Linear Probability Model Revisited: Why It Works and How It Should Be Specified

Myoung Jae Lee, Goeun Lee, Jin Young Choi

Research output: Contribution to journalArticlepeer-review


A linear model is often used to find the effect of a binary treatment (Formula presented.) on a noncontinuous outcome (Formula presented.) with covariates (Formula presented.). Particularly, a binary (Formula presented.) gives the popular “linear probability model (LPM),” but the linear model is untenable if (Formula presented.) contains a continuous regressor. This raises the question: what kind of treatment effect does the ordinary least squares estimator (OLS) to LPM estimate? This article shows that the OLS estimates a weighted average of the (Formula presented.) -conditional heterogeneous effect plus a bias. Under the condition that (Formula presented.) is equal to the linear projection of (Formula presented.) on (Formula presented.), the bias becomes zero, and the OLS estimates the “overlap-weighted average” of the (Formula presented.) -conditional effect. Although the condition does not hold in general, specifying the (Formula presented.) -part of the LPM such that the (Formula presented.) -part predicts (Formula presented.) well, not (Formula presented.), minimizes the bias counter-intuitively. This article also shows how to estimate the overlap-weighted average without the condition by using the “propensity-score residual” (Formula presented.). An empirical analysis demonstrates our points.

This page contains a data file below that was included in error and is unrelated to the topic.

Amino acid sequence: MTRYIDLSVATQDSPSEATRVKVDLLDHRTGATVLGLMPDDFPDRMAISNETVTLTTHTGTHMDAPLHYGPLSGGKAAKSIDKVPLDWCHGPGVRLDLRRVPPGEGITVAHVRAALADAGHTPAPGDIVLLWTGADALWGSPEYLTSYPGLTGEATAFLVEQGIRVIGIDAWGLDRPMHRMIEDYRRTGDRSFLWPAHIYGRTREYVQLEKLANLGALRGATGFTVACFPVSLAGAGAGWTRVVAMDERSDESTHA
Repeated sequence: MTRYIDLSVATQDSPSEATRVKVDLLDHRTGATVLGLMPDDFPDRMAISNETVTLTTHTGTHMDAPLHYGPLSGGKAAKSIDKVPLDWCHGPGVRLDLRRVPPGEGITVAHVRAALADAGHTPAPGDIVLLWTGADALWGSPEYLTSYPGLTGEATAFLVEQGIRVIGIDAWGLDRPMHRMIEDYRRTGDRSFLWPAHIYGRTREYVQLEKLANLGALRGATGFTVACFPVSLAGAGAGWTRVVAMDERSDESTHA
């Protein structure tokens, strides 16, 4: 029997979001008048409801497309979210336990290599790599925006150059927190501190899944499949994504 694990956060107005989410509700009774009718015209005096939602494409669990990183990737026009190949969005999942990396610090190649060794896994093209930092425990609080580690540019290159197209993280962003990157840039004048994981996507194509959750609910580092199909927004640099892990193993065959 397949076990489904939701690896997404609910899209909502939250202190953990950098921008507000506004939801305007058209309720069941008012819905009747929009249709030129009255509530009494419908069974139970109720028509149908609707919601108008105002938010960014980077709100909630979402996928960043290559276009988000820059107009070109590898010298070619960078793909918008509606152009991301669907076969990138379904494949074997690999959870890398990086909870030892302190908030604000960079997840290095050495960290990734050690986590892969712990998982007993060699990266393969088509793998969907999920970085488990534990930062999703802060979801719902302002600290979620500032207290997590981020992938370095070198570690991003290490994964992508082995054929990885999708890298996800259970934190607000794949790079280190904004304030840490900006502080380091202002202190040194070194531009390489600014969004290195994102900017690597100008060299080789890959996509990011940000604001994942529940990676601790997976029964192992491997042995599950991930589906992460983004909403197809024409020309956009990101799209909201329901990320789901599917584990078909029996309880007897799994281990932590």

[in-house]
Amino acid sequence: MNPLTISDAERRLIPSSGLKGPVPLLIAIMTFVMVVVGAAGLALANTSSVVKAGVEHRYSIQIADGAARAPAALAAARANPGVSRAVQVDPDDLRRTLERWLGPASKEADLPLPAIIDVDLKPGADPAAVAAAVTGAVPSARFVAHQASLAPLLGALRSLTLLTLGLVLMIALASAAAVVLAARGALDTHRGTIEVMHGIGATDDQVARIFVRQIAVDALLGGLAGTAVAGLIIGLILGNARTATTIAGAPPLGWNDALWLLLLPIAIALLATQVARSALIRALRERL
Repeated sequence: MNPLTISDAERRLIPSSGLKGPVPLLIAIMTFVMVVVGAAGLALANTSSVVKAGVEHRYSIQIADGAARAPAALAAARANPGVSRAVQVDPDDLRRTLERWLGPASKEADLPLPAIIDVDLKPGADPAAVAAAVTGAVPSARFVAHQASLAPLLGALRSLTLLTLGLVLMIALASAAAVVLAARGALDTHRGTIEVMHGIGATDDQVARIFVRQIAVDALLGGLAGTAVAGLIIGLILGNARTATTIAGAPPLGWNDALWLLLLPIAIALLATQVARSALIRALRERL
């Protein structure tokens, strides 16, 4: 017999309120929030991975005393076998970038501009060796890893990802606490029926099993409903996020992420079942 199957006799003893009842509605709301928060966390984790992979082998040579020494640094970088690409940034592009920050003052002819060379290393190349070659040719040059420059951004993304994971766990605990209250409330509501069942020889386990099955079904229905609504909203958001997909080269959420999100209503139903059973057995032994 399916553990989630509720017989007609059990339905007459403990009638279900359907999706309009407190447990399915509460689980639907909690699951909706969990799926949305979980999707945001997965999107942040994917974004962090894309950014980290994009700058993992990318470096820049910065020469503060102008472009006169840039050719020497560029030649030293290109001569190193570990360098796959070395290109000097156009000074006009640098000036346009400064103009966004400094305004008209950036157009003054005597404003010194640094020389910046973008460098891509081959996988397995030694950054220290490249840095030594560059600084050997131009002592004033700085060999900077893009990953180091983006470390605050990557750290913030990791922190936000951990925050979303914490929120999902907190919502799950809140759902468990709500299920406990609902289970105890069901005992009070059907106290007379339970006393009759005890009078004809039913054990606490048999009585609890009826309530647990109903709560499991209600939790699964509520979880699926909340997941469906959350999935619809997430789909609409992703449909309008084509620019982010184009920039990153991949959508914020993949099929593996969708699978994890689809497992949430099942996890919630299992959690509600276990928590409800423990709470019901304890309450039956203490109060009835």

Original languageEnglish
JournalSociological Methods and Research
Publication statusAccepted/In press - 2023

Bibliographical note

Funding Information:
Jin-young Choi's research was supported by the Hankuk University of Foreign Studies Research Fund of 2023. Myoung-jae Lee’s research was supported by the National Research Foundation of Korea (NRF) grant funded by the Korea government (MSIT) (2020R1A2C1A01007786).

Publisher Copyright:
© The Author(s) 2023.


  • linear probability model
  • overlap weight
  • propensity-score residual

ASJC Scopus subject areas

  • Social Sciences (miscellaneous)
  • Sociology and Political Science


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